Nonpoint are on their way back with a new album this summer. The band will release The Poison Red on July 8 which was recorded in February 2016 at Uptown Studios in Chicago IL with Rob Ruccia.
In early 2016, Nonpoint closed out almost 2 years of touring behind 2014’s The Return record, which yielded the Active Rock radio hits “Breaking Skin” and “Misery”. Fueled by that continued success and their time on the road, they immediately began writing for album number nine. This time around, the band amped up the aggression musically, while Elias drew inspiration from a whole new well altogether.
The first single “Generation Idiot” is already making the rounds on radio. With some nifty guitar fret work at the beginning, it’s evident that Nonpoint are ready to rock. Frontman Elias Soriano gives the song plenty of aggression and attitude as he nimbly maneuvers around some rather tongue-twisty lyrics, setting all the Internet tough guys and text messaging fair-weather friends in their place.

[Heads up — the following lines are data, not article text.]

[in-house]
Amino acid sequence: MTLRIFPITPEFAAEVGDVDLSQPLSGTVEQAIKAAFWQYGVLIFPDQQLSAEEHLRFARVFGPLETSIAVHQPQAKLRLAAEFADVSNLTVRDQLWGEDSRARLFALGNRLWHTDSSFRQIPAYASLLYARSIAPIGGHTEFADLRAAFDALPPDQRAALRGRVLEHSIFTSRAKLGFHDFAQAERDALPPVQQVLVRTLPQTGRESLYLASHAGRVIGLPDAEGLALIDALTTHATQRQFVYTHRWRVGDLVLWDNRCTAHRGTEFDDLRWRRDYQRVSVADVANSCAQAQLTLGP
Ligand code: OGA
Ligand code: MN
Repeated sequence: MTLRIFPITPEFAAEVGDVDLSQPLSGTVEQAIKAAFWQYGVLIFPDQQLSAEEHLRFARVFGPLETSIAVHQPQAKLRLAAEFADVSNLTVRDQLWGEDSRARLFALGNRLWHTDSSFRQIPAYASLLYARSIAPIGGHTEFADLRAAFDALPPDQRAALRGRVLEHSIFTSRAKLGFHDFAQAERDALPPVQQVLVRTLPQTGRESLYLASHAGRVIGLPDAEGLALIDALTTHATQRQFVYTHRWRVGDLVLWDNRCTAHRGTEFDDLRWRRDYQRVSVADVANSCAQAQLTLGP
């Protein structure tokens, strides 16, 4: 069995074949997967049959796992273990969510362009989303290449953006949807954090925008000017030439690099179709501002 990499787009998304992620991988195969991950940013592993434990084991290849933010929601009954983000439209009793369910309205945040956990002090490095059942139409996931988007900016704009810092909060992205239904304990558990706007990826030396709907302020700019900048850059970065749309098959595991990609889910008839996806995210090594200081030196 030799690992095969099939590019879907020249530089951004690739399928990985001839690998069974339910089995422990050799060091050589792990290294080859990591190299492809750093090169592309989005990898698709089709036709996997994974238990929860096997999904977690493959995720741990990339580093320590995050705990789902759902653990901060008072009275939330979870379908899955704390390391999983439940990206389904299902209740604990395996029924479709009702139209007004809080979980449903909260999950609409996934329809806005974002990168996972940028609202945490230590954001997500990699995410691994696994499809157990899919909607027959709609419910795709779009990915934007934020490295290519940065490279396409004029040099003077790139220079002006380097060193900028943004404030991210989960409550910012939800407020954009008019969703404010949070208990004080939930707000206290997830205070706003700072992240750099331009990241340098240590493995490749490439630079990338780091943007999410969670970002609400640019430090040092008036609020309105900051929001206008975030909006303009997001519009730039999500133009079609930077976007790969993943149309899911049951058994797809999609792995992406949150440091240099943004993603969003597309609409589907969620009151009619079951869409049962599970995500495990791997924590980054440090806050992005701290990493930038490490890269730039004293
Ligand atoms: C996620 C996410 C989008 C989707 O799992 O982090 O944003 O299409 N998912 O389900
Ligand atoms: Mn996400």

“Over the past five years, I began to notice people, myself included, getting lost in a few of the simple things – life, art, passions,” Soriano explains. “Everything became a reality TV blog with pictures and comments, likes and dislikes, online bullies and online tough guys. And no one is talking anymore. Everything is texts, emails, replies and denies. They’re all anchors. They all suck the life out of life. It creates zombies with unhinged appetites. It’s a real zombie apocalypse and, motherfucker, I’m grabbing a machete and a shot gun.
“This record tells a lot of stories,” says Soriano about their new disc. “Going from guts to glory. Chasing impossible dreams down the rabbit hole. Harsh and honest words with consequences attached. Uncovered rules for the weak, made by the wicked and heartless. Recalling fight or flight moments with a deep breath. And it all starts with a warning to all the world’s generations past, present and future to look up, look forward and live their lives loose from social media shackles, online bullying, the devaluation of art and music, and to not be absorbed by the dramatic, megalomaniacal side of politics. Life is right outside of your phone and newsfeed. Go live it and play this record while you do. It’ll all start to make sense.”